At the end of July, Physicians for Human Rights, a group of health care professionals who have been documenting abuses in conflict areas for nearly three decades, went to Turkey to hear the stories of Syrian doctors who are seeing a once-advanced medical system in the Syrian city of Aleppo being systematically destroyed in unrelenting bombardment. These doctors and other health care staff continue to risk their lives by leaving their families in Turkey and crossing back into Syria periodically to provide medical care. That is, those who survive.
In a just-published report, “Aleppo Abandoned: A Case Study on Health Care in Syria,” the human-rights group catalogued the fearsome tally: 687 medical personnel killed and 329 medical facilities attacked as the Syrian civil war nears a five-year mark. The report says that the Syrian government has been responsible for most of the devastating attacks, actions that amount to war crimes and crimes against humanity. More than two-thirds of the hospitals in Aleppo, Syria’s most populous — and fiercely fought over — city no longer function and about 95 percent of doctors have fled, been detained or killed, according to the report.
“Each attack, whether the bombing of a hospital or the detention and torture of a doctor for providing health care, is a war crime,” Physicians for Human Rights asserts. “Given the systematic nature of these attacks by Syrian government forces, these violations constitute crimes against humanity. The Syrian government’s ongoing assault on health care is one of the most egregious the world has ever seen.”
The survey, a detailed study of both the abuses and the degraded health system that remains, bereft of sophisticated medical equipment as well as basic commodities like clean water, was conducted with local medical organizations and other sources of documentation.
“Aleppo Abandoned” has an epilogue, added right before the report’s release.
“On September 30, Russian forces launched airstrikes in Syria allegedly against IS, marking the country’s first direct engagement in hostilities,” the report said. “The Russian government appears to be following President Assad’s lead in labeling all opposition groups as terrorists and attacking them and their civilian supporters. The Russian military has also followed in the Syrian military’s footsteps by attacking the health care system.” Physicians for Human Rights, or PHR, describes these attacks as an “explicit violation” of international humanitarian law.
“Through the end of October, PHR has documented 10 attacks on medical facilities by Russian airstrikes in Syria,” the appendage said. The Russian government has denied the charges, and it remains to be seen whether Russian tactics will change with the widening international war against the Islamic State.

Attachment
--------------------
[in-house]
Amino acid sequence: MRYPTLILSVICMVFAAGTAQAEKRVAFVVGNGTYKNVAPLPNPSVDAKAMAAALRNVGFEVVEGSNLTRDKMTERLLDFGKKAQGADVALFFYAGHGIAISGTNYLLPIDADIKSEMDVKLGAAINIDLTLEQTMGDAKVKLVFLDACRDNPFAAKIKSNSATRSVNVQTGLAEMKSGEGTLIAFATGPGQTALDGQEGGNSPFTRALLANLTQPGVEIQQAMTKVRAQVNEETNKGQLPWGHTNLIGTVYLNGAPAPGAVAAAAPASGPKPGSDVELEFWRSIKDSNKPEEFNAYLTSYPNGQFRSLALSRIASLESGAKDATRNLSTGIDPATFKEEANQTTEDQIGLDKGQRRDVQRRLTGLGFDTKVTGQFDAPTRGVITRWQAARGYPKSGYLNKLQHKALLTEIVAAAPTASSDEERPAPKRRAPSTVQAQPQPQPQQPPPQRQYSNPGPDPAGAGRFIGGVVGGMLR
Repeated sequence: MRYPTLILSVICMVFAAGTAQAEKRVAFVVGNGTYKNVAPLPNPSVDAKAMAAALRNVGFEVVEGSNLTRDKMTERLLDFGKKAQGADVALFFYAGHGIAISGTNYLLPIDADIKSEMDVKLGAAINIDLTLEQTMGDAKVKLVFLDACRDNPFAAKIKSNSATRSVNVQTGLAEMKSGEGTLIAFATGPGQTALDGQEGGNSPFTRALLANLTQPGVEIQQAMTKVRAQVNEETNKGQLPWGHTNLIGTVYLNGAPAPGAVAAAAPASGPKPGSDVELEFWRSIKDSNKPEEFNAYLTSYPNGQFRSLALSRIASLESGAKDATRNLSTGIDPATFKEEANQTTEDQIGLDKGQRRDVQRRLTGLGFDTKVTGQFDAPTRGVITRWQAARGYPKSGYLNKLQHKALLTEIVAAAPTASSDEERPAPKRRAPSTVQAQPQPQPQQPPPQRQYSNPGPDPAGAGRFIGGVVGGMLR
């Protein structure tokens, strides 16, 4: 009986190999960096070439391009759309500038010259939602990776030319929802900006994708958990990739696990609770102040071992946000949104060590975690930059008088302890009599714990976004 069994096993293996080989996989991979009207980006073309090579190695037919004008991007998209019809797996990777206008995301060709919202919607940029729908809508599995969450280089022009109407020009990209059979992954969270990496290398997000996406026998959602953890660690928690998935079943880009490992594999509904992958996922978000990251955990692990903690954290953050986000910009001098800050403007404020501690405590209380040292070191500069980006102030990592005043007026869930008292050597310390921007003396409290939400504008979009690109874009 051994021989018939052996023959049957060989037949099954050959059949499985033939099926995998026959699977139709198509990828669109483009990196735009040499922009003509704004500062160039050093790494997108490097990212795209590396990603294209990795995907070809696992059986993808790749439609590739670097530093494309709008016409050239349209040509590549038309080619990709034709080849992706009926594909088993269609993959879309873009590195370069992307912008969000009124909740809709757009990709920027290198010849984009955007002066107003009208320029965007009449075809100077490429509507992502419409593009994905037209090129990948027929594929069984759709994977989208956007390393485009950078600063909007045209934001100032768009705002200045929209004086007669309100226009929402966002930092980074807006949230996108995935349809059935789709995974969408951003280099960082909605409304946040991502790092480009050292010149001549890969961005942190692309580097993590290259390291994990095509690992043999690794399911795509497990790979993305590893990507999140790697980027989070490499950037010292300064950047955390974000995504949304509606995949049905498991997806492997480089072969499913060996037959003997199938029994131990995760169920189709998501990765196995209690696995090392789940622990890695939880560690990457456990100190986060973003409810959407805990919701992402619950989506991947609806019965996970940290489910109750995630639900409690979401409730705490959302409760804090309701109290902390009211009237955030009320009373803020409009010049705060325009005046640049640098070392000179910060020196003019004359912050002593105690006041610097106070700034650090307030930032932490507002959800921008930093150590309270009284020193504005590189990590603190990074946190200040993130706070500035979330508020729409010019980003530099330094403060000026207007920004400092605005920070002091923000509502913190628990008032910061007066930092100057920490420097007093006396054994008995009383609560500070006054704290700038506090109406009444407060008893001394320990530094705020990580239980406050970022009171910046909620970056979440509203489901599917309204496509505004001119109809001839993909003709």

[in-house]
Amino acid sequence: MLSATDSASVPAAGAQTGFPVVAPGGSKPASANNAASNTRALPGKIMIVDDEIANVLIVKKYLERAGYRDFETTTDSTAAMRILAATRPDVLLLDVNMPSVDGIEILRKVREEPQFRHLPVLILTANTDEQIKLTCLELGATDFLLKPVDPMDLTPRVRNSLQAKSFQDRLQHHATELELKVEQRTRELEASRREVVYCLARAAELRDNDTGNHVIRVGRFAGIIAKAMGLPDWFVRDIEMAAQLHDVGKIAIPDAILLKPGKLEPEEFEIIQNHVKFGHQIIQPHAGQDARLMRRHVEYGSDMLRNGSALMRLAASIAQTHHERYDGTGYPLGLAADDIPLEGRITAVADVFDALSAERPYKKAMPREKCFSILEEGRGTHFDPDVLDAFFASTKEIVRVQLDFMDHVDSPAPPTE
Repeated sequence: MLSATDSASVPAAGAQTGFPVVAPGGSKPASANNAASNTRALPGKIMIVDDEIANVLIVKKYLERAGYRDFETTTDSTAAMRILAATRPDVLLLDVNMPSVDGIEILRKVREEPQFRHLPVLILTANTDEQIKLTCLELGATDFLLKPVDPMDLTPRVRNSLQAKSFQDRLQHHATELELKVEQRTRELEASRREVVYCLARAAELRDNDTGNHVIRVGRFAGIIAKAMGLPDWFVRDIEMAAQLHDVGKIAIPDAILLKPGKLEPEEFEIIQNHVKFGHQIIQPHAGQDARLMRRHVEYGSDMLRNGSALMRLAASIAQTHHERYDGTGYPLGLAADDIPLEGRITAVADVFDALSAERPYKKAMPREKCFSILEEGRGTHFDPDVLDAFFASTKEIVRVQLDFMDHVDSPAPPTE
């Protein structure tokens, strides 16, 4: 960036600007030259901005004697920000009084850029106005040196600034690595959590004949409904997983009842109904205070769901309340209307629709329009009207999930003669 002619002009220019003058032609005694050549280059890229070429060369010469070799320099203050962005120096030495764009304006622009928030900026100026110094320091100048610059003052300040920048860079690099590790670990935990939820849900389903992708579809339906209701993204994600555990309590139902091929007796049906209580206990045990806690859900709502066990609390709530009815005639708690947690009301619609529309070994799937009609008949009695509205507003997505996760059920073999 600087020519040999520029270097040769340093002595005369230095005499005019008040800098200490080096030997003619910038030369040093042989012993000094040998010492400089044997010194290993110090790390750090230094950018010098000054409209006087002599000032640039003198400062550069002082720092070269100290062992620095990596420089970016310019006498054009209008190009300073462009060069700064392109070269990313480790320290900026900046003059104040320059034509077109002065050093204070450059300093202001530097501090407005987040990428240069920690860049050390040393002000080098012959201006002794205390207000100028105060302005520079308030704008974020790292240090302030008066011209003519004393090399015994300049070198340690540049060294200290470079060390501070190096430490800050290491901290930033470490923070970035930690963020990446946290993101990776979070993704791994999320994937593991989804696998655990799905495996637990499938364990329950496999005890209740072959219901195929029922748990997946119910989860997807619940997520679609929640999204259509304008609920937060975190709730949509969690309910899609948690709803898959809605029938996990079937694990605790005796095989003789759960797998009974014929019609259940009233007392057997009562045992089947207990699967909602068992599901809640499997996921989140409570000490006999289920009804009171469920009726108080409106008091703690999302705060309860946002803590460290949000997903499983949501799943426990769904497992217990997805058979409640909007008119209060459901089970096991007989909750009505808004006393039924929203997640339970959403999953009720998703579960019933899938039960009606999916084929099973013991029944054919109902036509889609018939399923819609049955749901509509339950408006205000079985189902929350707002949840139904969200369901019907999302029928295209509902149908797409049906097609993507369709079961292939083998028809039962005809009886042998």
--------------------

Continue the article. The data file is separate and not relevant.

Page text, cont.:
“While PHR has not documented any Russian airstrikes on medical facilities inside Aleppo city through October 31, PHR has documented five attacks on facilities in the city’s suburbs and southern countryside,” the report said. “Four of these medical facilities were forced to close following the attacks. These airstrikes were launched alongside a ground offensive by the Syrian government.”
Another chapter has now been added to the current tragic story of attacks on hospitals and other medical faculties, compounding the brutalities of war in the Middle East, Africa and Afghanistan, where an American airstrike in October, called in, US officials say, by Afghan forces battling militants in Kunduz, left at least 30 people dead in a field hospital run by Doctors Without Borders.
At least one other hospital belonging to the same organization was destroyed in Yemen. Medical centers as well as schools and other public service sites have also been caught up in a war waged by militants in Nigeria. The potentially large numbers of allegations of war crimes raise questions about whether it will ever be feasible to bring such cases to trial or justice to the survivors.
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Barbara Crossette is the senior consulting editor and writer for PassBlue and the United Nations correspondent for The Nation. She is also a member of the Council on Foreign Relations. She has also contributed to the Oxford Handbook on the United Nations.
Previously, Crossette was the UN bureau chief for The New York Times from 1994 to 2001 and previously its chief correspondent in Southeast Asia and South Asia. She is the author of “So Close to Heaven: The Vanishing Buddhist Kingdoms of the Himalayas,” “The Great Hill Stations of Asia” and a Foreign Policy Association study, “India Changes Course,” in the Foreign Policy Association’s “Great Decisions 2015.”
Crossette won the George Polk award for her coverage in India of the assassination of Rajiv Gandhi in 1991 and the 2010 Shorenstein Prize for her writing on Asia.